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To celebrate Vikings Live, we have replaced our Roman alphabet with the runic alphabet used by the Vikings, the Scandinavian ‘Younger Futhark’. The ‘Younger Futhark’ has only 16 letters, so we have used some of the runic letters more than once or combined two runes for one Roman letter.

For an excellent introduction to runes, we recommend Martin Findell’s book published by British Museum Press.

More information about how we have ‘runified’ this site


3 February: Miyajima

© 2001 Inge Daniels

Setsubun at Miyajima

Setsubun at Asakusa, Tokyo

Setsubun at Asakusa, Tokyo

Packet of beans sold in supermarkets for Setsubun

Packet of beans sold in supermarkets for Setsubun

In Miyajima, as elsewhere throughout Japan, a lively crowd of visitors arrive for Setsubun, the festival held on February 3, when people go to the shrines and temples for a bean-throwing ceremony. From a platform on or near the main hall, priests and prominent members of the community throw dried beans into the crowd for good luck. Hats and bags are held up to catch as many as possible. I had seen the beans in local supermarkets over the last few days, sold together with devil masks. These are worn by children back at home, while other members of the family run around the room and the house throwing the beans at the 'devil', shouting 'Oni wa soto, fuku wa uchi' ('out with the devil, in with the luck').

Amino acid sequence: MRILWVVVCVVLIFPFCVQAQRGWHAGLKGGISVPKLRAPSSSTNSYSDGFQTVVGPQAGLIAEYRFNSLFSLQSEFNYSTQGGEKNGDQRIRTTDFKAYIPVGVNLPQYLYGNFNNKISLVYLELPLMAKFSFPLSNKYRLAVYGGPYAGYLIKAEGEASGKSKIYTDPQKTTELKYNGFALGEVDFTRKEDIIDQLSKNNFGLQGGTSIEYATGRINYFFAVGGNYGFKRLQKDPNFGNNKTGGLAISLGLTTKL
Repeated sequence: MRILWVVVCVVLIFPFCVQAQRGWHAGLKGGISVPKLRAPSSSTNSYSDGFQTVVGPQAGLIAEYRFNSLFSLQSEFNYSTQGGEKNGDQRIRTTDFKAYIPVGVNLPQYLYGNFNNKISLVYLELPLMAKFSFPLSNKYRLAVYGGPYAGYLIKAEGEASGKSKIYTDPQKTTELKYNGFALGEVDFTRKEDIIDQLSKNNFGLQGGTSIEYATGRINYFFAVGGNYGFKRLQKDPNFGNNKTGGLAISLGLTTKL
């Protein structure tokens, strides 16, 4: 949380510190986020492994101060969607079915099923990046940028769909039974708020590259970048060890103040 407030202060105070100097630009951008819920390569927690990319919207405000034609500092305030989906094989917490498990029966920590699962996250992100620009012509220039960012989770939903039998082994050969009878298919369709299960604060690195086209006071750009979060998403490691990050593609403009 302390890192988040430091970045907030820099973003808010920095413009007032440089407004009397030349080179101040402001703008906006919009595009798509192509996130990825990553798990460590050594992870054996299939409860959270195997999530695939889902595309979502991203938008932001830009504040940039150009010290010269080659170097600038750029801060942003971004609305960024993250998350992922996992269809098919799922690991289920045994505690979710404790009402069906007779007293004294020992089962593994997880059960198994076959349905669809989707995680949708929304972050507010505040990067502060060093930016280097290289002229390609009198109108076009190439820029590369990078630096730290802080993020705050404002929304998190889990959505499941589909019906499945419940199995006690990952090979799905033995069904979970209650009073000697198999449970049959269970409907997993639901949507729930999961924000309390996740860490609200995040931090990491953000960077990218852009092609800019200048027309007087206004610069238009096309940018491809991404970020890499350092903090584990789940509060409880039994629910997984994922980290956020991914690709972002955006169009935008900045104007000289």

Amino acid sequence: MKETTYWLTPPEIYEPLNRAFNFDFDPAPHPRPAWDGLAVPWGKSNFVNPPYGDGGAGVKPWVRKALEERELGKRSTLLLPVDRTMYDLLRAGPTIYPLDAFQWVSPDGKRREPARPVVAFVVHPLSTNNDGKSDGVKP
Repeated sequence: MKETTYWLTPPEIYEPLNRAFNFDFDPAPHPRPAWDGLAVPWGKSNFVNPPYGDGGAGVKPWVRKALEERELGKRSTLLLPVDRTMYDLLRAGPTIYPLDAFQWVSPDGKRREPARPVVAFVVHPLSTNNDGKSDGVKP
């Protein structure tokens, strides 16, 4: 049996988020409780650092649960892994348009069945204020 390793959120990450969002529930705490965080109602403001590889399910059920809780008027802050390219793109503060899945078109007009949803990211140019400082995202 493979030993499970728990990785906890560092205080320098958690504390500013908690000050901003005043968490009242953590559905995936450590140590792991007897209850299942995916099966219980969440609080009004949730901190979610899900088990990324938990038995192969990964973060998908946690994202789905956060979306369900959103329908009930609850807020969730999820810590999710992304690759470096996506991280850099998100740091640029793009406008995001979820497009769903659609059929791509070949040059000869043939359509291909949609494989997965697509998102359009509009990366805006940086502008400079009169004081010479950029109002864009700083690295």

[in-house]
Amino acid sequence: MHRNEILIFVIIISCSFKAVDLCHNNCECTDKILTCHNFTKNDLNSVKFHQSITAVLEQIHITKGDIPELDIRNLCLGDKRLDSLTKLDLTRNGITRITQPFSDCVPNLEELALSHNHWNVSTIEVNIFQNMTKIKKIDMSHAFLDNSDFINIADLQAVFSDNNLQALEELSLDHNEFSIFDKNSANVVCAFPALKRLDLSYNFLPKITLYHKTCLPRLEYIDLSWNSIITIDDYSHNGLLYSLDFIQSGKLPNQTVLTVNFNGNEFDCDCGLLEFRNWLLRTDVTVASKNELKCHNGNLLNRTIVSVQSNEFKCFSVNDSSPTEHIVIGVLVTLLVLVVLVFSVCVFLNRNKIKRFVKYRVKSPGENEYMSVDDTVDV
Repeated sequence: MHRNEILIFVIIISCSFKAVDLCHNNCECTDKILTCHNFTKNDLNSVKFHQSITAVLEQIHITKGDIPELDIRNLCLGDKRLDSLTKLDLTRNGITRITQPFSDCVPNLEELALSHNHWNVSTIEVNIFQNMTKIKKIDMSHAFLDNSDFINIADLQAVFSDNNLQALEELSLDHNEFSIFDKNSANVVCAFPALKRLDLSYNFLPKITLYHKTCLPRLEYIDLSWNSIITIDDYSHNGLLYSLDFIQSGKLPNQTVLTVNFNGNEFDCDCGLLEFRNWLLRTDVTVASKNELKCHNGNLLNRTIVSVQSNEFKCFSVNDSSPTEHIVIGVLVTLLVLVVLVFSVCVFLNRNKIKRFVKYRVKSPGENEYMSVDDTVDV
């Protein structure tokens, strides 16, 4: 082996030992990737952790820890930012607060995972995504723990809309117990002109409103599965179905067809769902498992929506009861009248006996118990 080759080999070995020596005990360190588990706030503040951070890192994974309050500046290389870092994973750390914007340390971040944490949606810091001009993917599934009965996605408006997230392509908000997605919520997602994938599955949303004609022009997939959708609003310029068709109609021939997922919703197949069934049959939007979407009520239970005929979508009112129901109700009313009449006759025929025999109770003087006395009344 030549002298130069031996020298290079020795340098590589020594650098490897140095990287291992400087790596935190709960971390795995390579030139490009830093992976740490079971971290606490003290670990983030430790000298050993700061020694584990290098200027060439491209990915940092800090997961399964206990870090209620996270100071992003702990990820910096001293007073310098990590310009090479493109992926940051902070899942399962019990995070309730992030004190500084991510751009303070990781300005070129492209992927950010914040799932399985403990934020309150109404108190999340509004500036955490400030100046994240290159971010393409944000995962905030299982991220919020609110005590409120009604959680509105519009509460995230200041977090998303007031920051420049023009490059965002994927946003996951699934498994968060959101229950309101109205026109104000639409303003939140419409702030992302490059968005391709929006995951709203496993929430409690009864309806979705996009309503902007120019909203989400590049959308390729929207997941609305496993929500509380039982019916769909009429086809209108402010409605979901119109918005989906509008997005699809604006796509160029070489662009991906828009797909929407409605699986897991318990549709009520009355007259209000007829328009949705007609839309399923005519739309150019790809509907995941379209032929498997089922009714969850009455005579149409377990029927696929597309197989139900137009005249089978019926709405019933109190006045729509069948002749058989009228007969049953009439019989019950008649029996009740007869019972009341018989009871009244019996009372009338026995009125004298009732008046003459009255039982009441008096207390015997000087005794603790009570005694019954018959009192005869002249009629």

But Setsubun is not the main reason why people come to Miyajima. It is another of the Nihon sankei ('three scenic views'), famous for the red shrine, Itsukushima, and the large orange gate (torii) which appears to be floating in the sea at high tide. It is also where Inge Daniels carried out her research which is also referred to in the BP Showcase exhibition.

Visitors compete in setting up cameras in the best spot, vying with others for the perfect setting to a group-shot in front of the torii.

In the same way that Marugame is 'Fan Village', so Miyajima has become identified with the shamoji, wooden scoops used for serving rice. Again, street signs, restaurant menus, advertising and exhibitions all feature the shamoji shape, and it is one of the most popular souvenirs with which to leave the island. Now a UNESCO World Heritage Site, Miyajima offers many souvenirs that combine both well-known features of the island - the shrine gate in particular - with images such as a globe, in recognition of its world status.